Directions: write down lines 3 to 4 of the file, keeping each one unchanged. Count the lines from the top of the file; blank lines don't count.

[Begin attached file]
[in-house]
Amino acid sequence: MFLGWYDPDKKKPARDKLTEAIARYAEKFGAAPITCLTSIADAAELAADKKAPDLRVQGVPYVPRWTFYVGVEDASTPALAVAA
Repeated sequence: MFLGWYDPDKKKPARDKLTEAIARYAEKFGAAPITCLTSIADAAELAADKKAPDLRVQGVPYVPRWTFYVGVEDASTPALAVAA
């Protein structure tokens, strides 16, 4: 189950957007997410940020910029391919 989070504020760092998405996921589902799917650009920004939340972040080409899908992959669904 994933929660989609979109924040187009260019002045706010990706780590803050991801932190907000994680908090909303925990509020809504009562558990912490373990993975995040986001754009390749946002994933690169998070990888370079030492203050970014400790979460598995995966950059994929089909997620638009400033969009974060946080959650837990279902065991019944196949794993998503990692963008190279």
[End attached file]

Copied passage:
Repeated sequence: MFLGWYDPDKKKPARDKLTEAIARYAEKFGAAPITCLTSIADAAELAADKKAPDLRVQGVPYVPRWTFYVGVEDASTPALAVAA
């Protein structure tokens, strides 16, 4: 189950957007997410940020910029391919 989070504020760092998405996921589902799917650009920004939340972040080409899908992959669904 994933929660989609979109924040187009260019002045706010990706780590803050991801932190907000994680908090909303925990509020809504009562558990912490373990993975995040986001754009390749946002994933690169998070990888370079030492203050970014400790979460598995995966950059994929089909997620638009400033969009974060946080959650837990279902065991019944196949794993998503990692963008190279």